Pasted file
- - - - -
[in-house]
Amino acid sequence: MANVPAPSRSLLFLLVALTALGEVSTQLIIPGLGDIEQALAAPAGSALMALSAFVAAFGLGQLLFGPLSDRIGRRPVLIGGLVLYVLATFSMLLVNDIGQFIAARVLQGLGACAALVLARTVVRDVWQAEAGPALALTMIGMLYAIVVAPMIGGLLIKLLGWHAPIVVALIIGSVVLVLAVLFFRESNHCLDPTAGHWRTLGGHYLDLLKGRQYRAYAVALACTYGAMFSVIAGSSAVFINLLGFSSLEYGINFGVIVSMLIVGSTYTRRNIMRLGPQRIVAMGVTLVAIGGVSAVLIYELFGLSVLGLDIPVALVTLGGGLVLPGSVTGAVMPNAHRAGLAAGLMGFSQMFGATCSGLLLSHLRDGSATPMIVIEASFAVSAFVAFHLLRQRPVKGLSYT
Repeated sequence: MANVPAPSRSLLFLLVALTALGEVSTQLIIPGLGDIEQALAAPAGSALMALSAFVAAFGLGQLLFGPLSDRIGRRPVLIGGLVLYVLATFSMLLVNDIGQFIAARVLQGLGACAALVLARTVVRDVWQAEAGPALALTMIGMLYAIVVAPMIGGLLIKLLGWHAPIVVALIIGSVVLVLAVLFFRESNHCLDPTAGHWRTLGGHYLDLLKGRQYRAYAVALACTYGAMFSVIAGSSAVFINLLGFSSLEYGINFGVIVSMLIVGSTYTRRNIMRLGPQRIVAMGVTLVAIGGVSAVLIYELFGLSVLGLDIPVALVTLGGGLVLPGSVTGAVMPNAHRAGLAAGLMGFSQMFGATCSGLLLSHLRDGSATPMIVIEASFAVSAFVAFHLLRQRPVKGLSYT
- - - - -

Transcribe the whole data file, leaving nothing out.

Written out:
[in-house]
Amino acid sequence: MANVPAPSRSLLFLLVALTALGEVSTQLIIPGLGDIEQALAAPAGSALMALSAFVAAFGLGQLLFGPLSDRIGRRPVLIGGLVLYVLATFSMLLVNDIGQFIAARVLQGLGACAALVLARTVVRDVWQAEAGPALALTMIGMLYAIVVAPMIGGLLIKLLGWHAPIVVALIIGSVVLVLAVLFFRESNHCLDPTAGHWRTLGGHYLDLLKGRQYRAYAVALACTYGAMFSVIAGSSAVFINLLGFSSLEYGINFGVIVSMLIVGSTYTRRNIMRLGPQRIVAMGVTLVAIGGVSAVLIYELFGLSVLGLDIPVALVTLGGGLVLPGSVTGAVMPNAHRAGLAAGLMGFSQMFGATCSGLLLSHLRDGSATPMIVIEASFAVSAFVAFHLLRQRPVKGLSYT
Repeated sequence: MANVPAPSRSLLFLLVALTALGEVSTQLIIPGLGDIEQALAAPAGSALMALSAFVAAFGLGQLLFGPLSDRIGRRPVLIGGLVLYVLATFSMLLVNDIGQFIAARVLQGLGACAALVLARTVVRDVWQAEAGPALALTMIGMLYAIVVAPMIGGLLIKLLGWHAPIVVALIIGSVVLVLAVLFFRESNHCLDPTAGHWRTLGGHYLDLLKGRQYRAYAVALACTYGAMFSVIAGSSAVFINLLGFSSLEYGINFGVIVSMLIVGSTYTRRNIMRLGPQRIVAMGVTLVAIGGVSAVLIYELFGLSVLGLDIPVALVTLGGGLVLPGSVTGAVMPNAHRAGLAAGLMGFSQMFGATCSGLLLSHLRDGSATPMIVIEASFAVSAFVAFHLLRQRPVKGLSYT